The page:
Better living through nature
Vitamin D plays many important roles in the body. It helps the body absorb calcium and maintain bone strength; it fights seasonal depression and helps maintain good mental health; and it even plays a role in keeping our immune systems healthy. All the latest news has hyped up vitamin D deficiency and the many negative health affects—from rickets in children to obesity, high blood pressure and even cancer in adults—that can result from it. Before you work yourself into a tizzy over whether you’re getting enough vitamin D, take a close look at your lifestyle.
The typical adult needs anywhere from 20 to 30 minutes of bright sun exposure to make enough vitamin D. However, a variety of factors—working inside, weak winter sunlight, and so on—can prevent that from happening, making it crucial to find supplemental sources of this important nutrient. Luckily, vitamin D can be found in several natural food sources. Interested in pumping up your natural intake of this essential nutrient? Check out these good food sources of vitamin D!
Fatty fish such as salmon, tuna, mackerel, sole and flounder are good sources of vitamin D. Salmon contains the highest amounts with between 400 and 500 IU of vitamin D per half fillet. While farm-raised salmon are technically fattier, wild-caught salmon contain more vitamin D and omega-3 fatty acids than their farm-raised cousins. (Wild-caught salmon is also a more sustainable option!) Other fish such as tuna and mackerel can contain between one-third and one-fourth of the daily recommended intake of vitamin D.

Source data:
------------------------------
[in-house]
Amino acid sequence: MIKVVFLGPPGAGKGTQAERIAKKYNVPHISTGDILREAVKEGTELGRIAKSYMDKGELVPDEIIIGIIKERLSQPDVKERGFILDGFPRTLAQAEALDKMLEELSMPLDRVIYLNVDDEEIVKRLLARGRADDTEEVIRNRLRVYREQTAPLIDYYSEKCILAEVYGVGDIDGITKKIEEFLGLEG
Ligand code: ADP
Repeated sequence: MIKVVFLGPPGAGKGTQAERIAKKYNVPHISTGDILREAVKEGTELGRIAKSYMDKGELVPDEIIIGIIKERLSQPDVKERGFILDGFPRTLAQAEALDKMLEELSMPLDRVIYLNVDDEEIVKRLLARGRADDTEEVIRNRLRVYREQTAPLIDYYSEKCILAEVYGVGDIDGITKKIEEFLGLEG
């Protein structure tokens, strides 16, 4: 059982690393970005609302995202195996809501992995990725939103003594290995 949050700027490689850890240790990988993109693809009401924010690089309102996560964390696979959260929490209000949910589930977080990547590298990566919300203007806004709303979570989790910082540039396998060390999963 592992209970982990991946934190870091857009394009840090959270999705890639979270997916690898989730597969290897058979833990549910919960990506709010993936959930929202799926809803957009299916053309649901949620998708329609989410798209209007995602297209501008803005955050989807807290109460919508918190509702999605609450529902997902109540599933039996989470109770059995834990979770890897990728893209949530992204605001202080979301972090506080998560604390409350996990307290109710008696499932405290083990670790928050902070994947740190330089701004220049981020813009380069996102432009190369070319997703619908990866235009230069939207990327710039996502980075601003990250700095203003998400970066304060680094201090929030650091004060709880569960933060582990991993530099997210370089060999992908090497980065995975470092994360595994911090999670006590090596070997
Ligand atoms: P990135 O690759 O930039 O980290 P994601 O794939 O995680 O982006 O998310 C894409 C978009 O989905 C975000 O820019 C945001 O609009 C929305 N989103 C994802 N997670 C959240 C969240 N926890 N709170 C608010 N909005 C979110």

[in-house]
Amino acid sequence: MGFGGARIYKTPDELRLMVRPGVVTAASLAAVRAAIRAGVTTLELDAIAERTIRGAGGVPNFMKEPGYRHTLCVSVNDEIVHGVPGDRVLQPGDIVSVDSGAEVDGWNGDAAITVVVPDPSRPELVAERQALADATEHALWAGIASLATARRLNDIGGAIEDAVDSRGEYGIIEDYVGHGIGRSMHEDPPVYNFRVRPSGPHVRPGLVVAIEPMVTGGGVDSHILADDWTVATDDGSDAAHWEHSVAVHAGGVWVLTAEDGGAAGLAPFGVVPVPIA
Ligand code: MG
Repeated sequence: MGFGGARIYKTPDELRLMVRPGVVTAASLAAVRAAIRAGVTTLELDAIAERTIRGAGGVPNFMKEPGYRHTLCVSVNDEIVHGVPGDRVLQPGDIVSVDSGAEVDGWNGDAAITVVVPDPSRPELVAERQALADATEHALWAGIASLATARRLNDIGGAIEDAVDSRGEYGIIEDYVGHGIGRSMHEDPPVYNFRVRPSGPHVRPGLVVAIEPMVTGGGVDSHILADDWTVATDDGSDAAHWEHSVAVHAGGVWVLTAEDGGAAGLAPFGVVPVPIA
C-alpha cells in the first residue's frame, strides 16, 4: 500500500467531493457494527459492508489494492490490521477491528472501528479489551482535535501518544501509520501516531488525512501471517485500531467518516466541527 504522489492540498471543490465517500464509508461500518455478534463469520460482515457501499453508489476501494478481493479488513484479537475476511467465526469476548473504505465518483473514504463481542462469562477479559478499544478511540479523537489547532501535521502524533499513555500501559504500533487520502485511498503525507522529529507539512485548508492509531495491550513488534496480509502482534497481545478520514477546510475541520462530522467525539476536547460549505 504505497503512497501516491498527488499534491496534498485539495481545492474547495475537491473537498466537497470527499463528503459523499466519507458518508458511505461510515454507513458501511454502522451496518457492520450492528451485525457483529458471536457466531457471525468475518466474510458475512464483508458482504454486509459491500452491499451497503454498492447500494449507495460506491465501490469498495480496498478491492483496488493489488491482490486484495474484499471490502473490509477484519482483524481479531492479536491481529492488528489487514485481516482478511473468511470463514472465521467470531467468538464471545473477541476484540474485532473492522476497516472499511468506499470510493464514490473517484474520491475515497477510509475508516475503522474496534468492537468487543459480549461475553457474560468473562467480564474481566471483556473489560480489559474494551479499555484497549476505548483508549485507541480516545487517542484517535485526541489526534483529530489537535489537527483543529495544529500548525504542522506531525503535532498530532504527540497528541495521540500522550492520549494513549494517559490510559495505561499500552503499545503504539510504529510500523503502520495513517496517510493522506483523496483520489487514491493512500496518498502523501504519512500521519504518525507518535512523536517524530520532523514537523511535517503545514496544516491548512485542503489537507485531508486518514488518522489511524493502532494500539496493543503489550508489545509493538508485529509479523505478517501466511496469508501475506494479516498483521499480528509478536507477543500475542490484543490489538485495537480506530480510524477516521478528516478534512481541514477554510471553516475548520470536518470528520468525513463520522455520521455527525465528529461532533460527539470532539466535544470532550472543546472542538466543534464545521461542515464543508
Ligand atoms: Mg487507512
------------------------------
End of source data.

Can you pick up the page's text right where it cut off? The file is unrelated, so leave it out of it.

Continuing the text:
Fortified milk and other dairy products also provide reasonable amounts of vitamin D. Milk fortification began in 1930s when rickets was a major public health concern, and the practice continues today. A cup of fortified milk contains about one-fifth of the daily recommended intake of vitamin D. Other dairy products, such as ricotta cheese, also contain reasonable amounts of vitamin D, though not nearly as much as milk.
Eggs are another good source of vitamin D. Two large eggs provide about one-tenth of the daily recommended intake of vitamin D. As with salmon, shy away from factory-farm animals for better benefits. Pasture-raised hens produce eggs with four to six times more vitamin D—not to mention more omega-3 fatty acids, more vitamins A and E, and less cholesterol and saturated fat—than factory-raised hens.